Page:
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Contrary to previous well-known study, winning does not make people cheat

ANI | Updated: Aug 07, 2022 16:17 IST


Washington [US], August 7 (ANI): Contrary to a well-publicised earlier study, new extensive research demonstrates that winning does not motivate people to cheat.
Winners of skill-based competitions are more likely to steal money in subsequent games of chance against different opponents, as opposed to losers or people who did not view themselves as winners or losers, according to a 2016 paper by Israeli researchers who detailed a series of experiments.
This widely discussed study with relatively small sample sizes put forth the theory that winning in a competitive environment fosters a sense of entitlement that promotes cheating.
But as of today (Wednesday), a revised and expanded study conducted by scientists at the University of Leicester (UK) and the University of Southern California (USA) contradicts the earlier findings.
Whether they had previously won or lost, the international research team discovered that people with a strong sense of fairness cheated less.

They looked at the actions of 259 participants in a lab-based dice-rolling game, which was the same as the original study, and 275 participants in an additional online experiment, which involved a simple coin-tossing game. The outcomes were then examined using both conventional statistics and a mathematical procedure known as structural equation modelling.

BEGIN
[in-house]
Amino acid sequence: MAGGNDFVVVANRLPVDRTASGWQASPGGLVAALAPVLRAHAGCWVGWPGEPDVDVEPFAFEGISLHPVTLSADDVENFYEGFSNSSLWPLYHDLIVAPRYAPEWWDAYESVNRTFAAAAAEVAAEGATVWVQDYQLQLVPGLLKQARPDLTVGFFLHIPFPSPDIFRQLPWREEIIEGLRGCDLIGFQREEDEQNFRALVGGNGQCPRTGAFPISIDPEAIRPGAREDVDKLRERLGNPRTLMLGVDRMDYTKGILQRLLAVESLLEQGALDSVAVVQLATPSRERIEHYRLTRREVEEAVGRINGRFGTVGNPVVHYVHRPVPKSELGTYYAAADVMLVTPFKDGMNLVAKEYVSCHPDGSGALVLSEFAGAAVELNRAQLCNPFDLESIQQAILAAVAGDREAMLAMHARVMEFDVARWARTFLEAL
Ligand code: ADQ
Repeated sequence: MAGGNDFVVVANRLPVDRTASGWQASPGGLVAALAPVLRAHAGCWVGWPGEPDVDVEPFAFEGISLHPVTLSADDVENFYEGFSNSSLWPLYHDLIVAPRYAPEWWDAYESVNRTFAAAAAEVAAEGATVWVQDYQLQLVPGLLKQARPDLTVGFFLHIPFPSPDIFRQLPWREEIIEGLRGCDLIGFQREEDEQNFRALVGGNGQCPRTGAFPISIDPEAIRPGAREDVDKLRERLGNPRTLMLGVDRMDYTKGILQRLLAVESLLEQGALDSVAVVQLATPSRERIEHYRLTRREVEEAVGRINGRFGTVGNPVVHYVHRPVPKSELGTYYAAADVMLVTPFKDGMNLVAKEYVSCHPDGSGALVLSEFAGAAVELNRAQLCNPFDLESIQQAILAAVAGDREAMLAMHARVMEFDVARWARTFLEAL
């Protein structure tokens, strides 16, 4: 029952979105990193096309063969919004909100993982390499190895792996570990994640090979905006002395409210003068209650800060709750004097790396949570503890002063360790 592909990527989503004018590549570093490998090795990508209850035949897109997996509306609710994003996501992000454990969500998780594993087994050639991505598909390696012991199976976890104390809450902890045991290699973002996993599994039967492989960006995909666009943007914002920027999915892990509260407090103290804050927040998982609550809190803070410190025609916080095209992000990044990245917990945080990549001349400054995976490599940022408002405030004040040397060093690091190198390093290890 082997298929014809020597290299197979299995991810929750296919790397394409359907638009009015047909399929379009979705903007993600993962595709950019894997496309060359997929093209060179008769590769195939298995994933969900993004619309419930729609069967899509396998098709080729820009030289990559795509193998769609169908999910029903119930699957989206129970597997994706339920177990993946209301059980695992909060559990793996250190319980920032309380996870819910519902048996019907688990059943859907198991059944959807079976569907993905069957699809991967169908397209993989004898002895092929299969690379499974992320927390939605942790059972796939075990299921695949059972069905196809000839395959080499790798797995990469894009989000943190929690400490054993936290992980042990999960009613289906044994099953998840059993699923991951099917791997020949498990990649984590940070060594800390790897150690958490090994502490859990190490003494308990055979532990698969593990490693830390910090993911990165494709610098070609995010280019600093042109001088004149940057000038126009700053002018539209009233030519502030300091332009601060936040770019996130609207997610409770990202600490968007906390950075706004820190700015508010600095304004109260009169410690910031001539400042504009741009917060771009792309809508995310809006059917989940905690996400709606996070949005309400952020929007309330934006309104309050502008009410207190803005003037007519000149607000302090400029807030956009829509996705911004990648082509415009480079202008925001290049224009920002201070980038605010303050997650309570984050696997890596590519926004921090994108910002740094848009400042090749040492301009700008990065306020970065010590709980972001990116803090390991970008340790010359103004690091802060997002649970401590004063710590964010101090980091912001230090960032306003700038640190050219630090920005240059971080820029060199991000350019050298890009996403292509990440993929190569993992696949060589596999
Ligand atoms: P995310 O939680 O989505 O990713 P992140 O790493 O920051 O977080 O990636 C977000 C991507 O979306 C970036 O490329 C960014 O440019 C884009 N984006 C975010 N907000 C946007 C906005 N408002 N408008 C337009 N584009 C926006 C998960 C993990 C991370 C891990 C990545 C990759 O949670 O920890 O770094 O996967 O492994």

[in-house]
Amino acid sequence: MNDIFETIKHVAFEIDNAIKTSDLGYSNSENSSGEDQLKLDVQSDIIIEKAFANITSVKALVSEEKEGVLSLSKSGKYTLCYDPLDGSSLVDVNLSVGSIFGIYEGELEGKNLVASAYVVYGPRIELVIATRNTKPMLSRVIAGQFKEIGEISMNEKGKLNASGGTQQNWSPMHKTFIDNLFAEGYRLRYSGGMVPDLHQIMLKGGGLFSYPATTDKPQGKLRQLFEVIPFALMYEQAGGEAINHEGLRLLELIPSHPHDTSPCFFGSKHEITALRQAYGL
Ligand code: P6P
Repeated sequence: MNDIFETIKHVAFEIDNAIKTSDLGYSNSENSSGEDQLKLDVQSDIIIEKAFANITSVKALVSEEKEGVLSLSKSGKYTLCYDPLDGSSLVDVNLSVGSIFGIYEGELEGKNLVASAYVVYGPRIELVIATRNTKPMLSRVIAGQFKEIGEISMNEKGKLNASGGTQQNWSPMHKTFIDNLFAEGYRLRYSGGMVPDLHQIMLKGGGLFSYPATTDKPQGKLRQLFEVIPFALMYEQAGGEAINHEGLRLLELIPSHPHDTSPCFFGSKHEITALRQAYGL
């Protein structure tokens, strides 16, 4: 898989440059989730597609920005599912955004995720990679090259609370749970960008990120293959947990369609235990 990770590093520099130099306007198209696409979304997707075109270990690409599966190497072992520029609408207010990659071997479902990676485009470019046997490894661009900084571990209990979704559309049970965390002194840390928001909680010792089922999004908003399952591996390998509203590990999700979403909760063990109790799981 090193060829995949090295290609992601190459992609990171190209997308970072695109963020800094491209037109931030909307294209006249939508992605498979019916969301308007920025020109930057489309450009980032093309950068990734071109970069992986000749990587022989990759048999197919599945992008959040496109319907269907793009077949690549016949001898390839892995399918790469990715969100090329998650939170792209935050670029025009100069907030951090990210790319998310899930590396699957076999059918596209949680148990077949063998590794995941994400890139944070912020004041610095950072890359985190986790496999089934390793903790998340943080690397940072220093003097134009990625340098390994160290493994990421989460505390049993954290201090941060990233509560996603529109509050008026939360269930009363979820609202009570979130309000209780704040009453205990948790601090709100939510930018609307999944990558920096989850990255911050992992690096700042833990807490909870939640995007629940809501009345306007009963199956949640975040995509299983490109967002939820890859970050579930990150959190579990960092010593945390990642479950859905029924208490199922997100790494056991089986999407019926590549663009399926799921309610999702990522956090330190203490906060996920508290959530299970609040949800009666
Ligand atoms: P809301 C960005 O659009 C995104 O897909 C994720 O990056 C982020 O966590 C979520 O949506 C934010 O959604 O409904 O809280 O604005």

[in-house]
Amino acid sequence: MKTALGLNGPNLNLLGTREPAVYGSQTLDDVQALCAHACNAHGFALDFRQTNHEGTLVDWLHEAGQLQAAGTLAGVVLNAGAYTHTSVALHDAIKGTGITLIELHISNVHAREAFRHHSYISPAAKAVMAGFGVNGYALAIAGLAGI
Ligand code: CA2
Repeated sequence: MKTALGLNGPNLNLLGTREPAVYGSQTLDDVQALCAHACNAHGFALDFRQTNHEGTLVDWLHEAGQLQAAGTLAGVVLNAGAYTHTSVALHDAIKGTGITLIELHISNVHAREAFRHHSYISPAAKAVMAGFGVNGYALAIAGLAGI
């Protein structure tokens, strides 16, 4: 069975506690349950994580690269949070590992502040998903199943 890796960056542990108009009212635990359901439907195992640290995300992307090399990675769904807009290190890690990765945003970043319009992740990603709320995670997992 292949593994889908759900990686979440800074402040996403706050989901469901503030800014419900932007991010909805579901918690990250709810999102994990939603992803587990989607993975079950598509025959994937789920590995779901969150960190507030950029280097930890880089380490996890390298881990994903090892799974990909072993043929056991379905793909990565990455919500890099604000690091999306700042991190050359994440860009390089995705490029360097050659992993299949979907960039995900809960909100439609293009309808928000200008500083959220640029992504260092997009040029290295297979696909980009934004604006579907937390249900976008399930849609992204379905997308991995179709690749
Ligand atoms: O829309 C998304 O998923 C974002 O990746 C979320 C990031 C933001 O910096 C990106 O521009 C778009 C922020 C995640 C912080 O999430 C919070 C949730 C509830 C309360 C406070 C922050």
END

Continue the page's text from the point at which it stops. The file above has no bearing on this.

Just as in the initial study, researchers discovered that a small but significant amount of cheating took place for the monetary rewards on offer. However, neither winning nor losing increased subsequent cheating or people's sense of entitlement.
Instead, low "inequality aversion" was the only factor examined that could explain the small (but significant) amount of cheating that took place.
Uneven outcomes are disliked by those who have inequality aversion. People who have a strong sense of fairness are often intolerant of inequality and refrain from cheating because they see it as a form of unfairness.
In addition to serving as the study's lead author, Andrew Colman is a professor of psychology at the University of Leicester's Department of Neuroscience, Psychology, and Behaviour.
In light of academic dishonesty in the digital age, issues with tax avoidance and evasion by wealthy people in developed economies, and more broadly the effects of growing inequality in wealth and income on corruption and crime, Professor Colman said that cheating and general dishonesty are of growing concern. The results of the 2016 study caught us off guard, so we sought to replicate it using sizeable sample sizes. The original study's small sample sizes lacked statistical power to draw conclusive inferences "We were astounded to learn that cheating was widespread despite the fact that winning or losing had no bearing on it. At the very least, we have offered reliable scientific evidence that answers the query unequivocally." (ANI)

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